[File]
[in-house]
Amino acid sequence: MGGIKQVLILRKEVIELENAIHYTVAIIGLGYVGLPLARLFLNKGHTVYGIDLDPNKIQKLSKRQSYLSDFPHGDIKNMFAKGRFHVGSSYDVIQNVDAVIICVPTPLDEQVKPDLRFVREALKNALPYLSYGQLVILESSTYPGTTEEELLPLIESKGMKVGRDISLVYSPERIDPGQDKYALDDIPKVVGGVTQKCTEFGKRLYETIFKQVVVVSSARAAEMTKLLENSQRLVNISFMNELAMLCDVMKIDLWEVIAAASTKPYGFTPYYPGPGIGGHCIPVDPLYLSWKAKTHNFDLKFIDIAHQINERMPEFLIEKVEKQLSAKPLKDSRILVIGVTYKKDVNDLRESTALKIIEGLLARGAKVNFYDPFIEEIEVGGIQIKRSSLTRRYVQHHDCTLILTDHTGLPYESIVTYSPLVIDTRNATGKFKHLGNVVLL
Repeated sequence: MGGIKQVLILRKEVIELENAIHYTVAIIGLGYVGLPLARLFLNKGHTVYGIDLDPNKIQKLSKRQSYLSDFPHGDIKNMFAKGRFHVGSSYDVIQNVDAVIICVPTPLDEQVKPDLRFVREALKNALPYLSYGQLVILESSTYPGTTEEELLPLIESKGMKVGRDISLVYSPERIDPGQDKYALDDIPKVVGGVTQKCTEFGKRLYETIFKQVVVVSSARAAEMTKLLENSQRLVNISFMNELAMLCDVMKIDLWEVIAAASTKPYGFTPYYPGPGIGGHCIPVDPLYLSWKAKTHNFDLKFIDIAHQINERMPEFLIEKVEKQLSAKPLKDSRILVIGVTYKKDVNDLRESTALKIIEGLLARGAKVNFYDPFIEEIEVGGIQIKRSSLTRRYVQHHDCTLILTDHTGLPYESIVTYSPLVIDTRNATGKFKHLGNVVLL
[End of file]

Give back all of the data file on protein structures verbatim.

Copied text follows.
[in-house]
Amino acid sequence: MGGIKQVLILRKEVIELENAIHYTVAIIGLGYVGLPLARLFLNKGHTVYGIDLDPNKIQKLSKRQSYLSDFPHGDIKNMFAKGRFHVGSSYDVIQNVDAVIICVPTPLDEQVKPDLRFVREALKNALPYLSYGQLVILESSTYPGTTEEELLPLIESKGMKVGRDISLVYSPERIDPGQDKYALDDIPKVVGGVTQKCTEFGKRLYETIFKQVVVVSSARAAEMTKLLENSQRLVNISFMNELAMLCDVMKIDLWEVIAAASTKPYGFTPYYPGPGIGGHCIPVDPLYLSWKAKTHNFDLKFIDIAHQINERMPEFLIEKVEKQLSAKPLKDSRILVIGVTYKKDVNDLRESTALKIIEGLLARGAKVNFYDPFIEEIEVGGIQIKRSSLTRRYVQHHDCTLILTDHTGLPYESIVTYSPLVIDTRNATGKFKHLGNVVLL
Repeated sequence: MGGIKQVLILRKEVIELENAIHYTVAIIGLGYVGLPLARLFLNKGHTVYGIDLDPNKIQKLSKRQSYLSDFPHGDIKNMFAKGRFHVGSSYDVIQNVDAVIICVPTPLDEQVKPDLRFVREALKNALPYLSYGQLVILESSTYPGTTEEELLPLIESKGMKVGRDISLVYSPERIDPGQDKYALDDIPKVVGGVTQKCTEFGKRLYETIFKQVVVVSSARAAEMTKLLENSQRLVNISFMNELAMLCDVMKIDLWEVIAAASTKPYGFTPYYPGPGIGGHCIPVDPLYLSWKAKTHNFDLKFIDIAHQINERMPEFLIEKVEKQLSAKPLKDSRILVIGVTYKKDVNDLRESTALKIIEGLLARGAKVNFYDPFIEEIEVGGIQIKRSSLTRRYVQHHDCTLILTDHTGLPYESIVTYSPLVIDTRNATGKFKHLGNVVLL